Chicago White Sox get more sloppy defense and silent bats in their 8th straight loss: “We’re not having fun”

Kansas City Royals catcher Salvador Pérez hit a regular grounder but shortstop Tim Anderson, but first baseman Jose Abreu refused a low throw and was charged with a mistake.

A slip in the fourth inning sent the ball off the ground in a two-run rally for the Royals.

That sums up how the past few weeks have gone for the Chicago White Sox, who lost for the eighth consecutive time in a 6-0 loss on Tuesday at Guaranteed Rate Field.

“You have to hold on,” Sox manager Tony La Russa said. “There were a couple of mistakes here and there. Then we did a couple of great pranks later to show we were still playing. It shows what we are capable of.

“The biggest problem was not getting the ball over the plate. The wind was blowing, there were several balloons that did not fly anywhere. We were 11 guys. It was just a night where we had no power and their pitchers did.”

The Sox struggled on defense and at the plate during the slide. Both issues resurfaced at the start of the series on Tuesday, along with an inability to hit consistently.

The Sox lost for the first time in 2022. They scored three or fewer runs in 10 of the last 11 games.

Abreu and Anderson made mistakes, giving the Sox a 20th seed in the big leagues this season. They erred in 15 of 16 games and nine in a row, their longest streak of sloppiness since making a mistake in 10 straight games from June 24 to July 3, 2017.

The 11 walks were a record season and matched their most since September 20, 2020 in Cincinnati.

This combination led to their first eight-game losing streak from June 14–22, 2018.

“I see it in the dugout, they get upset when they should be upset,” La Russa said. “They’re trying to force things because they don’t like the way it’s going. They get frustrated when they don’t play as well as they should. Everything that is part of it, the heart and intestines are intact. It’s not fun. It’s hard to accept.

“I’m sure the fans are unhappy, but so is the club. Everything else about how we do it – care, pressure – if you have that kind of talent and you have to catch up with the guys to get started, or they walk around smiling, or not working, then you have the wrong people. We have the right people. So we’ll be fine. But the sooner the better, because we are not in the mood for fun.

Sox starter Dallas Keuchel allowed two unearned runs on two hits with five walks and two strikeouts in four-plus innings.

“Today it all started with me,” Keuhel said. “I would like to improve efficiency a bit.”

Both unearned runs came in fourth. Perez scored on a Bobby Witt, Jr. hit in the infield when third baseman Jake Burger failed to field the ball cleanly.

“I think from the periphery I saw Witt pretty far at the end of the line and that probably caused the error a bit,” Burger said. “I have to be better there. My only game there is home plate with Perez running. It’s obviously a tough game, but I have to play better.”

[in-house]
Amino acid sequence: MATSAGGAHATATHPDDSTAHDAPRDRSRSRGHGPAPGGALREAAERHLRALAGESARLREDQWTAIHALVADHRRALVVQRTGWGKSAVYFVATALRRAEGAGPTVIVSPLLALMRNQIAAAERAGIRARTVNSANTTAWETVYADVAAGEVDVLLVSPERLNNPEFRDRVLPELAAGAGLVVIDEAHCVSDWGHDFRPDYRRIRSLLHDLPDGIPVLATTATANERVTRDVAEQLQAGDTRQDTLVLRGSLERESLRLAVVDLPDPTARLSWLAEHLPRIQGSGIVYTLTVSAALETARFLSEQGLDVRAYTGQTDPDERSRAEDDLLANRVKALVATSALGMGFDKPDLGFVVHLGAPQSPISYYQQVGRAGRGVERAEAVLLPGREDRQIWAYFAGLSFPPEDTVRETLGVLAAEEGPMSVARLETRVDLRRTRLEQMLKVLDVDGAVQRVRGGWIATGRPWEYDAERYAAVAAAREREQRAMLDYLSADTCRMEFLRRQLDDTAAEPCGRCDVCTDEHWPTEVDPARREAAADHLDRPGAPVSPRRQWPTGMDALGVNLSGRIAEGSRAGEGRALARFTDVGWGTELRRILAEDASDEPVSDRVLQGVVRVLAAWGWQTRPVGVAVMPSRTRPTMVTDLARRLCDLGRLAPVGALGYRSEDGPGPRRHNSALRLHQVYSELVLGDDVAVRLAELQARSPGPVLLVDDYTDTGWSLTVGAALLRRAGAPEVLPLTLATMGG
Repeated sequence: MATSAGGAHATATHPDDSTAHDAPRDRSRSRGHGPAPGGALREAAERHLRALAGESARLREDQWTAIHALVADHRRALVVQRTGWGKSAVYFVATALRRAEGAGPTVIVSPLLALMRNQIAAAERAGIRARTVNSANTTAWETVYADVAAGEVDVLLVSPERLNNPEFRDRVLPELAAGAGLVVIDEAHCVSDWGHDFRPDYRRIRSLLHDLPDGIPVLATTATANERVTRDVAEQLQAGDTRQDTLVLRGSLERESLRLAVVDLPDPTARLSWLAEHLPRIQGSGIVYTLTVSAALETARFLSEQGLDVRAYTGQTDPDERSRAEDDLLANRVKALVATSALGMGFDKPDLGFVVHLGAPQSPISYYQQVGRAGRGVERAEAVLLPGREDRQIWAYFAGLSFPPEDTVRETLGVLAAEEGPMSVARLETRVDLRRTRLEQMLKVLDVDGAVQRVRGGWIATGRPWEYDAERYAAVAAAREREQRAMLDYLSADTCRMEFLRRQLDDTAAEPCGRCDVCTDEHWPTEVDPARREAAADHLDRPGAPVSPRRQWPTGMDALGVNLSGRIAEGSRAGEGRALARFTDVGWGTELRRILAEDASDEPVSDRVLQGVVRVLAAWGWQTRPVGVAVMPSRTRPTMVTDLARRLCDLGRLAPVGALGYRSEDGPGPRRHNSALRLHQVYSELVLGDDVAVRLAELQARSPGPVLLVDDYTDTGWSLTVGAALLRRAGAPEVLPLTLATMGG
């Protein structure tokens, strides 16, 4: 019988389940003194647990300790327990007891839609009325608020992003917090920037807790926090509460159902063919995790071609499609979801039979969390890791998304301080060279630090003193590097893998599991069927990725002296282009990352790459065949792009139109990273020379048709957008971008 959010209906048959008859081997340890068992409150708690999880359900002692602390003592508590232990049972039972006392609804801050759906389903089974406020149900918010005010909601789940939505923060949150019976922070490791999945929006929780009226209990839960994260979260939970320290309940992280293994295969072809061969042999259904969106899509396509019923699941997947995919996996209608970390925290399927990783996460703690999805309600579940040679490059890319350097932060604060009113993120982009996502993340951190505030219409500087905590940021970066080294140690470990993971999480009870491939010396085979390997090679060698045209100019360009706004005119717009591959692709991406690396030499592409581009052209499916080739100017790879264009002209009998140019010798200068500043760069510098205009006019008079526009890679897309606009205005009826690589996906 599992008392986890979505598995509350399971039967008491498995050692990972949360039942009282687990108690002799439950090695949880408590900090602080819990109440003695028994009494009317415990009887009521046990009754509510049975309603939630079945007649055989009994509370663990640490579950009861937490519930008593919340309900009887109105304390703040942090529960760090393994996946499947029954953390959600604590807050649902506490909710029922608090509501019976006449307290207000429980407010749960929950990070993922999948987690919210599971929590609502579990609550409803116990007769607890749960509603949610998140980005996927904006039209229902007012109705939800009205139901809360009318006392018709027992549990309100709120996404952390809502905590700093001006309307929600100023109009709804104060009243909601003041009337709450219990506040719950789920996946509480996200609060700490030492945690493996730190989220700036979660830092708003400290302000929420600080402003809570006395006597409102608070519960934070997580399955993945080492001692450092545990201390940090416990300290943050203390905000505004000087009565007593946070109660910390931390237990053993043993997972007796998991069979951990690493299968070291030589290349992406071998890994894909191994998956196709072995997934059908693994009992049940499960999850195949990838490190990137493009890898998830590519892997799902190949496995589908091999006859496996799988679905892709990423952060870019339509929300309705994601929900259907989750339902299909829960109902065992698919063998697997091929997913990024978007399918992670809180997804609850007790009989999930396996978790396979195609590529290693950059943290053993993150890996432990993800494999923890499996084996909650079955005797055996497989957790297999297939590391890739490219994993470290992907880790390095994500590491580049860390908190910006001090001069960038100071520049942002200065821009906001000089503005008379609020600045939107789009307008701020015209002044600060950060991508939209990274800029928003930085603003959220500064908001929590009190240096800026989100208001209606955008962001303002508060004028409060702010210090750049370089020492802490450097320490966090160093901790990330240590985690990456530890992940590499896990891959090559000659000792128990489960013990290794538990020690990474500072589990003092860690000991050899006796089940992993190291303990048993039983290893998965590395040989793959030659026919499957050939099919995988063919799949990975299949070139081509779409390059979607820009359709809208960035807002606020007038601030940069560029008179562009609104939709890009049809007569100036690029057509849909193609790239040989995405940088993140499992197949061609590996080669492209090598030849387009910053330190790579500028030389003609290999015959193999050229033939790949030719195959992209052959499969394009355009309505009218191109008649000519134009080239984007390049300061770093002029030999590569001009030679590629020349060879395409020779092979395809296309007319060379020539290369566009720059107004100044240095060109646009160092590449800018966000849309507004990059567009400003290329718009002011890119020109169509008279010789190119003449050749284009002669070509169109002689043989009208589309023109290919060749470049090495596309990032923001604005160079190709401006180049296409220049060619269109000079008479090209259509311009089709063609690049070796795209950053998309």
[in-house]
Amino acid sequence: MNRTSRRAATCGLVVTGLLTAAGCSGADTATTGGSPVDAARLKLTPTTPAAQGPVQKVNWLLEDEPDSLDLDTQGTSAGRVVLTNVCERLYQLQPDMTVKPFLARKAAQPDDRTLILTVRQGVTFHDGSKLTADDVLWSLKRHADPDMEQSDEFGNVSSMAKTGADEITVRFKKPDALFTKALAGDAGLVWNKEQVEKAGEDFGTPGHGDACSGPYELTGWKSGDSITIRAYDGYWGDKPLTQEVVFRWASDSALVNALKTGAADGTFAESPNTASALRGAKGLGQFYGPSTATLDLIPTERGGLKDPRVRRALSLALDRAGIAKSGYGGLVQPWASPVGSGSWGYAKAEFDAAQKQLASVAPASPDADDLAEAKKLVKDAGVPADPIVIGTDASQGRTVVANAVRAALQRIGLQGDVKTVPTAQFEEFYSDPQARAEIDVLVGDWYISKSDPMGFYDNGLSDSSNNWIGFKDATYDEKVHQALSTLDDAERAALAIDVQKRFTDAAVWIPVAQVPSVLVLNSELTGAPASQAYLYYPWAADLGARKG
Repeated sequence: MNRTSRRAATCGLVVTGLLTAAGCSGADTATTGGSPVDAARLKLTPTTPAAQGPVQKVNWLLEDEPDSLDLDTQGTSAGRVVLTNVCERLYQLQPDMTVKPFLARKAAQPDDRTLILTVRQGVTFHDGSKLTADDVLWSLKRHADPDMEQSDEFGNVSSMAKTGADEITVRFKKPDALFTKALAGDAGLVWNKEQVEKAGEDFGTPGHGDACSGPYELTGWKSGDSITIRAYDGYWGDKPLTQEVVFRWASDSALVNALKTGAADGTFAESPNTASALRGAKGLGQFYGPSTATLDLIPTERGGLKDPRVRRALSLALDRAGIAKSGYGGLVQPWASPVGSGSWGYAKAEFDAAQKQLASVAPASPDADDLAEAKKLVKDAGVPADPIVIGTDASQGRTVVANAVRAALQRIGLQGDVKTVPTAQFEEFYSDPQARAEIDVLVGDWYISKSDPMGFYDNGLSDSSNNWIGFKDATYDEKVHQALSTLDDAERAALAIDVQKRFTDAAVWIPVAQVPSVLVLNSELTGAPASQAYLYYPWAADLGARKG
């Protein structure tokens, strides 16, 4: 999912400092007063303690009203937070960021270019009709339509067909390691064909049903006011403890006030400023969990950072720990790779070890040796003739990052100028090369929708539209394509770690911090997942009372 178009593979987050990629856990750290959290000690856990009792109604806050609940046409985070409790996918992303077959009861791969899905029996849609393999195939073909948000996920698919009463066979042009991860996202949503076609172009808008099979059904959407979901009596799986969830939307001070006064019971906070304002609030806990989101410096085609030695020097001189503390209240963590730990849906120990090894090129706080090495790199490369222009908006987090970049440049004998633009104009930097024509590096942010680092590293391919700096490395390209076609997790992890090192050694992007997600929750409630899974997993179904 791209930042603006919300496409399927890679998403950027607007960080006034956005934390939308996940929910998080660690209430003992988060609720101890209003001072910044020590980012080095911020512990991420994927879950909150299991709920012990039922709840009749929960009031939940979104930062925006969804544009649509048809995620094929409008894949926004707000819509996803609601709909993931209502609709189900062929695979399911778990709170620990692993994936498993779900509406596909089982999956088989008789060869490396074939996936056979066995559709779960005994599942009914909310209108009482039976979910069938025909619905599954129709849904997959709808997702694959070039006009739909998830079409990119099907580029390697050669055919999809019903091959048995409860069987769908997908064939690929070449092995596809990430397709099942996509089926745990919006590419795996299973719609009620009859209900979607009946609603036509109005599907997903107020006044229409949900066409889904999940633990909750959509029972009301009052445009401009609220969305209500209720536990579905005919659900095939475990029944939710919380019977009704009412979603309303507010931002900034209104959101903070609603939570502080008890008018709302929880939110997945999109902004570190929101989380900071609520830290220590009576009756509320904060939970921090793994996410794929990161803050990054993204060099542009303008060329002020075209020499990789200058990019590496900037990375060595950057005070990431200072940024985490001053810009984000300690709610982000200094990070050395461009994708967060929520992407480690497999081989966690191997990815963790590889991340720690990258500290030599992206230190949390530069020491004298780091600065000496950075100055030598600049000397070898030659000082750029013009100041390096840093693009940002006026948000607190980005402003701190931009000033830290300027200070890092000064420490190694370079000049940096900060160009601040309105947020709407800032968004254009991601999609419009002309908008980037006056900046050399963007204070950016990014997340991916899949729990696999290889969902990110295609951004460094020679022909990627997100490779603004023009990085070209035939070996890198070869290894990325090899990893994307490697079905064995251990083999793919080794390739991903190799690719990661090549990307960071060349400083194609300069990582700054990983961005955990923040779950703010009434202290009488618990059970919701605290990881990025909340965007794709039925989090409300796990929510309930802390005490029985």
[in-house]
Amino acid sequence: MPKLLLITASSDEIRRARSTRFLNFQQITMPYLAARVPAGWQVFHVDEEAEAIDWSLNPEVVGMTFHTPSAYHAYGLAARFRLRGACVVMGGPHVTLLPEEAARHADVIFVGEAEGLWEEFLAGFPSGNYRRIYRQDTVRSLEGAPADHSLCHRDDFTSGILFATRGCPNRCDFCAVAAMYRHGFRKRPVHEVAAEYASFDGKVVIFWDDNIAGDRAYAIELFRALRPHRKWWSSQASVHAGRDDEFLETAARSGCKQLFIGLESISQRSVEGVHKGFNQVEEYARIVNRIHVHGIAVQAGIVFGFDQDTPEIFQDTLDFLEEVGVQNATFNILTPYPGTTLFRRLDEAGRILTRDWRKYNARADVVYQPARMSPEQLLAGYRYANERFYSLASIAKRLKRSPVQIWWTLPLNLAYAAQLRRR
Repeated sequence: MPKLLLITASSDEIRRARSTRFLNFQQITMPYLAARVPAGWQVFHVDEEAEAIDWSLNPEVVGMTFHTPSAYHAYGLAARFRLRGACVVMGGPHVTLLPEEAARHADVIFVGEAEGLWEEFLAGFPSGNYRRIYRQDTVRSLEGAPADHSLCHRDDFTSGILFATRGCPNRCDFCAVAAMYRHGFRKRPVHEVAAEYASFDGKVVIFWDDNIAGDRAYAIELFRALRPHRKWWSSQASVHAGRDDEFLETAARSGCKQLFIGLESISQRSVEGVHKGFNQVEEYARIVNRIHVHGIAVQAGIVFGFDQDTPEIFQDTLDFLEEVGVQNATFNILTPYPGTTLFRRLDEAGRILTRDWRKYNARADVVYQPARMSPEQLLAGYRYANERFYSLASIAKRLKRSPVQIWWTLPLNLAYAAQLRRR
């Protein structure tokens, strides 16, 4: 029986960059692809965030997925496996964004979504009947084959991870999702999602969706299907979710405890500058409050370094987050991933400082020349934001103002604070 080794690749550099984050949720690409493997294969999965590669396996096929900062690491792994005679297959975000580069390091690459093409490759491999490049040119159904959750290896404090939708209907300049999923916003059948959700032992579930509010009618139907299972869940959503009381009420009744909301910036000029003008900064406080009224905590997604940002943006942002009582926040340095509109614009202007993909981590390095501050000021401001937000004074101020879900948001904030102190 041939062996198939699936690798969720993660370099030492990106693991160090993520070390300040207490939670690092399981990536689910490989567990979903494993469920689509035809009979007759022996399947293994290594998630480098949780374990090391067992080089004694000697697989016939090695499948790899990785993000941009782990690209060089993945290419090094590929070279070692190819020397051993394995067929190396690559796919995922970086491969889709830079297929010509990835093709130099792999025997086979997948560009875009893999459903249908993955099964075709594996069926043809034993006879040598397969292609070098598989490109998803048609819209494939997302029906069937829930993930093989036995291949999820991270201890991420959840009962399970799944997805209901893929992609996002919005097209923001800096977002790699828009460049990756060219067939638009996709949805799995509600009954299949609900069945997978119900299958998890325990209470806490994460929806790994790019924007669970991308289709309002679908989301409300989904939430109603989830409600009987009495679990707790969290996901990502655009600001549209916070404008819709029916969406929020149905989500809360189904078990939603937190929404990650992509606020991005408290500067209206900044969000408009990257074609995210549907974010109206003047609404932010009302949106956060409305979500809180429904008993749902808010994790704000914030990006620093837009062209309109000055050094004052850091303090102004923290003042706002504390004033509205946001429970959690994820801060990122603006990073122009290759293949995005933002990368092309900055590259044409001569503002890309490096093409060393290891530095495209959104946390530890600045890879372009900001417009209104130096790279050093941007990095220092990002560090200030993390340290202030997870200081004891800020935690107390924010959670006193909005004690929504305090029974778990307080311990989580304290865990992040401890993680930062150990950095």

Carlos Santana, who reached on a walk, scored in first place.

The Royals broke the game with four runs in the sixth. The Sox dropped three hits, including Santana’s two-run single, and went in the inning four times.

The frenzy shifted from Sunday when the Sox went nine in a 6-4 loss to the Minnesota Twins in 10 innings. The Sox allowed at least nine consecutive walks in games for the first time since June 22-23, 1996, when they walked 10 Seattle Mariners on the first day and nine the next day.

Meanwhile, the Sox once again failed to achieve much on offense. They were limited to five hits, two of which came from Burger, and went 0-for-5 with runners in scoring position.

Royals starter Daniel Lynch allowed two hits and scored seven over six innings.

“We win and we lose as a team,” Burger said. “All we can do is reappear (on Wednesday) and start. This is the name of the game. There is a reason why there are 162.”

The Sox are batting .171 (12 of 70) with runners in scoring position in their last 13 games and have a .194 (37 of 191) average with runners on base this season.

“Those stretches happen throughout the season, most often, even for clubs that finish first,” La Russa said. “I can confirm this. The reality is that this is indeed a great advantage in the competition. It’s not like it’s really one-sided and you get a little funky and that’s okay. You find yourself on the wrong side of it and it’s hard to win the game.

“I do not doubt the talent, I do not doubt the care. We just have to do better. Don’t get frustrated and don’t deviate from the ABC of what we should be doing. And keep sticking together, no matter how trite it may sound – win together, lose together, never give up, never give up. All this, that’s how you go through six months.

“The same if we won eight in a row right now. Start walking like we did, the game will give you a slap. At this level, it’s mostly between the ears. Ears, heart, intestines. And we need to have some success in order to launch it. For example, (Wednesday) afternoon.”

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